Brothers in the fall of 1873. The village plat was surveyed by P. F. Randall, and was filed for record December
9, 1874. A. J. F. Randall commenced the erection of a two story building in July, 1874, this being designed as
a business place and dwelling on second floor. This was the first building erected on the town plat, and it has
been continuously occupied as a store building and postoffice since the latter was established. The first stock
of goods placed in this building was owned by C. Hurlbut of Fayette, opened in the spring of 1875. But the name
of Randall is inseparably connected with the town, and A. J. F. Randall has been a continuous business man there
longer than any other person. The second building was the Randalia Hotel, erected by N. B. Underwood, who was also
a merchant in the town. This was opened as a hotel in the late fall of 1874. It has had a continuous existence
as such, under several different proprietors.
The first religious services in the new town were conducted at the school house, by Rev. Moulton, in 1876, the
school house having just been completed. This building served for a public meeting house for some years. The Methodist
Episcopal church, which had been dormant for some time, was reorganized in the autumn of 1877, with seventeen members,
and services were conducted for a number of years by Rev. Lyman Hull, who met the people once in two weeks at the
school house. This organization has been maintained and quite regular services are held, often under the preaching
of students from the Upper Iowa University, but in later years by regular pastors appointed to the circuit. The
history of this church and its membership appears more fully in the history of the Methodist Episcopal church of
Fayette county, by Hon. C. B. Hughes, elsewhere in this work.
When the town was incorporated the limits of its school district coincided with the corporate limits, thus creating
a small independent town district upon which the burdens of proper school facilities were liable to exceed the
limit of taxation established by law. But the adjacent territory belonged in rural independent districts, the taxpayers
in which guarded their territory with jealous eyes. The patrons of these adjacent schools also objected to distorting
their districts into irregular shapes to accommodate the town, and considerable controversy arose, the matter being
finally settled in the courts, and the boundaries of the Randall district enlarged and established as at present.
The record of the final proceedings in this matter, and the final establishment of the school district, was filed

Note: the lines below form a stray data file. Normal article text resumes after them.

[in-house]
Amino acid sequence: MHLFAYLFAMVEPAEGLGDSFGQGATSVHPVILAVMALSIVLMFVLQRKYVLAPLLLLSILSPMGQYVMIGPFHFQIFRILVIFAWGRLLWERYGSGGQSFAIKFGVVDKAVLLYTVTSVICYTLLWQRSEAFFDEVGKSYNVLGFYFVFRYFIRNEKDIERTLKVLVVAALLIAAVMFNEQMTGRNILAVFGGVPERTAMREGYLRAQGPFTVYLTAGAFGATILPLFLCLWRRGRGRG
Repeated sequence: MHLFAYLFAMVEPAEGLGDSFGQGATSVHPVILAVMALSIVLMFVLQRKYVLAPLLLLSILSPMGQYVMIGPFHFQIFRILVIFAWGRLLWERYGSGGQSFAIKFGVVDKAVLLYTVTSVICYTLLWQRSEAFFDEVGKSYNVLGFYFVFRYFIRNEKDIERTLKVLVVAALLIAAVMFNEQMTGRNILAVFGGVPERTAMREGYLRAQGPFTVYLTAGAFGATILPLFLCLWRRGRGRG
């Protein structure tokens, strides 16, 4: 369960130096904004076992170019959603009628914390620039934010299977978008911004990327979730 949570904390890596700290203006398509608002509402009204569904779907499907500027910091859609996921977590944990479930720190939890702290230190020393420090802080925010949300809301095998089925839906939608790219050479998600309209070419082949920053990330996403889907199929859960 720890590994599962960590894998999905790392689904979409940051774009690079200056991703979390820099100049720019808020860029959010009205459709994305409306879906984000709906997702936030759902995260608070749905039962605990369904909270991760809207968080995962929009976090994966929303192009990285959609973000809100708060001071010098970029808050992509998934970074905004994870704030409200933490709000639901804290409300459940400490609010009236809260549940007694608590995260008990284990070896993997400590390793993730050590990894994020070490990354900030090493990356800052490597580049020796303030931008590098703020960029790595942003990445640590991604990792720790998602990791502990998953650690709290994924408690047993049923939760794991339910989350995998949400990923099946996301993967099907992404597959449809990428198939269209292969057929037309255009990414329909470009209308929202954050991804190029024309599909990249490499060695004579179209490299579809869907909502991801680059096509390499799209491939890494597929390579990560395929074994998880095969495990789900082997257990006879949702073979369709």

with the county auditor on the 18th of December, 1897. A school of ten grades was established, and an additional
room provided for the teaching of the sixty three children in the district. The school house is valued at one thousand
five hundred dollars; the average compensation of the two female teachers during the last year was forty seven
dollars and fifty cents, and the duration of the school, nine months. A regular system of graduation is installed,
and the school is fully on a par with other schools of like conditions.
With the building of the Davenport and St. Paul branch of the Chicago, Milwaukee & St. Paul railroad to the crossing of the Burlington, Cedar Rapids & Northern at this point, a depot and transfer switch was established, and a man placed in charge. This was in 1878, and the depot was the only house in "Donnan" for several years, if we except one or two nearby farm houses. But within comparatively recent years there has been quite a building boom at this ideal location, and several residences, stores and a hotel are the outgrowth, and the little hamlet has found a prominent place on the map of Fayette county. Some well to do retired farmers have taken an interest in the development of the town, with gratifying results. The future of Donnan, at the crossing of the two railroads which traverse the county from southeast to northwest, and from southwest to northeast, may easily be predicted; and it is not too much to say that it will eventually outstrip its near by rivals in the race for trade and transportation. The village is situated in a splendid farming community, with no rival town, except Randalia, nearer than six or seven miles.